Telstra has a significant war chest for acquisitions or returning cash to shareholders. Photo: James Davies
Telstra is in discussions to sell its Sensis directories business for as much as $3 billion as the telecommunications giant sheds the last vestiges of its traditional media operations in favour of technology services and bundled telephony packages with pay television operator Foxtel, reports The Australian Financial Review.
It is understood Telstra is in advanced negotiations with a United States private equity firm over the sale of Sensis, which publishes a range of print and online directories including the White Pages, Yellow Pages and The Trading Post. Sources said the deal could be completed as soon as next week.
A Sensis sale would mark the first time the Yellow and White pages were produced by a foreign company. Telstra is legally obliged to produce and distribute printed copies of the White Pages but not the Yellow Pages.
Sensis earnings have declined over the past decade as readers and advertisers move to online rivals such as Google. Under previous chief executives Ziggy Switkowski and Sol Trujillo the telco giant rejected plans to sell or float the business, which was valued at up to $12 billion in 2005.
However, it is believed current boss David Thodey, who is back at work this week, is prepared to offload the business, believing it will struggle to grow in an increasingly digital media landscape. AFR Weekend understands Goldman Sach is advising Telstra on the deal, while Gresham has been brought on to advise the US party.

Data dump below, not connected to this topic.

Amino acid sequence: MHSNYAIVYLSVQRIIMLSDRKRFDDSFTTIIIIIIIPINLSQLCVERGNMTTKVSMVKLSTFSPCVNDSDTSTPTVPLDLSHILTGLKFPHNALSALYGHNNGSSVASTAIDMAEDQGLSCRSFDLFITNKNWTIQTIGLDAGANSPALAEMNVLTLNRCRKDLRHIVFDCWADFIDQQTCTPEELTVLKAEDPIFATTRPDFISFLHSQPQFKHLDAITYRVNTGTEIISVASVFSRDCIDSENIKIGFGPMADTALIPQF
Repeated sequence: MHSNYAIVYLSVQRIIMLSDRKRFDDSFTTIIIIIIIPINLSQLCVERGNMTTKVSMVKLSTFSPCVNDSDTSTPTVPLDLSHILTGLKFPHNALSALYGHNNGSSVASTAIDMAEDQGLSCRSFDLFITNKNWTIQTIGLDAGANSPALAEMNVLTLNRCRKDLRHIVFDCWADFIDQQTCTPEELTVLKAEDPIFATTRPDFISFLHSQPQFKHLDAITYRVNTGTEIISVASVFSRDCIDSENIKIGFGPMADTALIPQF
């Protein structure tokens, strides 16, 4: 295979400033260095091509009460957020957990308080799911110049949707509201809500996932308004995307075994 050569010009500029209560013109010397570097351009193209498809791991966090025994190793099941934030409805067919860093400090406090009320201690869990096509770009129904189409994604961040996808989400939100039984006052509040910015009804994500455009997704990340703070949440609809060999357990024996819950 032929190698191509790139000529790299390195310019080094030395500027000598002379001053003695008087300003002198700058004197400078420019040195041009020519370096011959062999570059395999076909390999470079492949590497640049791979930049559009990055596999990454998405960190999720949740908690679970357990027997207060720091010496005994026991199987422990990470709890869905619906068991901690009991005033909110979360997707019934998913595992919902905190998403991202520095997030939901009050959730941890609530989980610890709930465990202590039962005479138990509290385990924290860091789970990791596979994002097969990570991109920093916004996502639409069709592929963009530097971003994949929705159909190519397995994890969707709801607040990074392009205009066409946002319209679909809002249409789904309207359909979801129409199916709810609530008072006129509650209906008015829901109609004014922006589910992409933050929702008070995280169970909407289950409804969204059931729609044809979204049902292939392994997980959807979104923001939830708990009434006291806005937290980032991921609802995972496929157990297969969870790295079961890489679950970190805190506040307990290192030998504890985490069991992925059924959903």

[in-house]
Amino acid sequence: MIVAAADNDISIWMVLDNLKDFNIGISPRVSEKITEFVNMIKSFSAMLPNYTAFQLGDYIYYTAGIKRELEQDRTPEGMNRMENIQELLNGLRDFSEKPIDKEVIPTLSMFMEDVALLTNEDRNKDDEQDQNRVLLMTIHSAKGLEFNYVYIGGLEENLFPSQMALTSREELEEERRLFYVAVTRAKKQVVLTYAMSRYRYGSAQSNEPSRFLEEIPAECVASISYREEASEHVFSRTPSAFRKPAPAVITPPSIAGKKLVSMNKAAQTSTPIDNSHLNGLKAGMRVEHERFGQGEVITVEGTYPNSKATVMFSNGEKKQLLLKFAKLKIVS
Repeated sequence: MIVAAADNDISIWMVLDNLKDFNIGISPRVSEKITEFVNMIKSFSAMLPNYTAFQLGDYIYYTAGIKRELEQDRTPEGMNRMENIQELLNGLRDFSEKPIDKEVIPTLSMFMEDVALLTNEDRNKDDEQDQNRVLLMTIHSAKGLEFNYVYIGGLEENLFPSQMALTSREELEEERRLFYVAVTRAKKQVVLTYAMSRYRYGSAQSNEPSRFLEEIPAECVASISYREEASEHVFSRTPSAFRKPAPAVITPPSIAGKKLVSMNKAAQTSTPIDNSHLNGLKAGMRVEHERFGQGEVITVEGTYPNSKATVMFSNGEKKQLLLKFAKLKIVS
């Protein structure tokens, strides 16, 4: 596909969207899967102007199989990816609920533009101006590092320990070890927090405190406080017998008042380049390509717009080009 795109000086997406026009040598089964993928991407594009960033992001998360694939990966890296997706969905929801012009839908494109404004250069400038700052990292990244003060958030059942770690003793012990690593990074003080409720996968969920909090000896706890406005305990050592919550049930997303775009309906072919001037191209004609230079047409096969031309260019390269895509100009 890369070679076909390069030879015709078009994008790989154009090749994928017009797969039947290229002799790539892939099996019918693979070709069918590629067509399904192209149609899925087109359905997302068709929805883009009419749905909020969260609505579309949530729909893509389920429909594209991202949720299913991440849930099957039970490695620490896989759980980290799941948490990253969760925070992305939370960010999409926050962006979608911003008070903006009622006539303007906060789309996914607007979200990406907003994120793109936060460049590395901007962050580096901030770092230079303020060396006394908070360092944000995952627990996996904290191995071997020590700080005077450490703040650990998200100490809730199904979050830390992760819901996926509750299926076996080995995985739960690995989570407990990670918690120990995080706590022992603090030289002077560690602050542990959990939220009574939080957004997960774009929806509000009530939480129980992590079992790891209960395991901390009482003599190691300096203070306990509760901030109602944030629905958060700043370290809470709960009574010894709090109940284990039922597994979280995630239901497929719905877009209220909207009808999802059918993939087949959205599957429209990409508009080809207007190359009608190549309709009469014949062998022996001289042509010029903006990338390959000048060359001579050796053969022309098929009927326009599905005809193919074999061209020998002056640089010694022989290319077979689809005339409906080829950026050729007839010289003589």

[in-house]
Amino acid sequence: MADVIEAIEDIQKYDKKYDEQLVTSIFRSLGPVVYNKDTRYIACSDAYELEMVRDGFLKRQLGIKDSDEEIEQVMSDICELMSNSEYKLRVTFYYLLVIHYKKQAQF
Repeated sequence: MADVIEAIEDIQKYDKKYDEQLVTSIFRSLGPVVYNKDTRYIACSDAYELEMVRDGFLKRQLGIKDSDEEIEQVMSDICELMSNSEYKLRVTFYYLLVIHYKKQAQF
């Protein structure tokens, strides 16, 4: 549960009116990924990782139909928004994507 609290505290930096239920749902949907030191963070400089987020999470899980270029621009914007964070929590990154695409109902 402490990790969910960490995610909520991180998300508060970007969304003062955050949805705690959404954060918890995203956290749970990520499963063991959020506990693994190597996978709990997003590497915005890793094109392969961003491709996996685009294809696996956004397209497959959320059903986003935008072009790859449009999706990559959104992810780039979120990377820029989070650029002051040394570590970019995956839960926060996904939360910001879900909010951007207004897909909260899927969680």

Telstra media strategy has changed focus to concentrate less on traditional directories and more on selling bundled services that include Pay TV and sports packages to keep high value customers willing to pay a premium loyal to its brand. Telstra owns 50 per cent of Foxtel with Rupert Murdoch’s News Corporation holding the other half.
The sale of Sensis would assist Mr Thodey to accumulate a significant war chest of $9 billion. In December it sold its Hong Kong mobile service provider, CSL, for $US2.42 billion. Weeks earlier Telstra listed Chinese internet company Autohome on the New York Stock Exchange in a move that valued its stake at $US1.9 billion. Telstra is negotiations with the Abbott government over its $11.2 billion deal to sell critical infrastructure – ducts, pipes and copper network – for the national broadband network.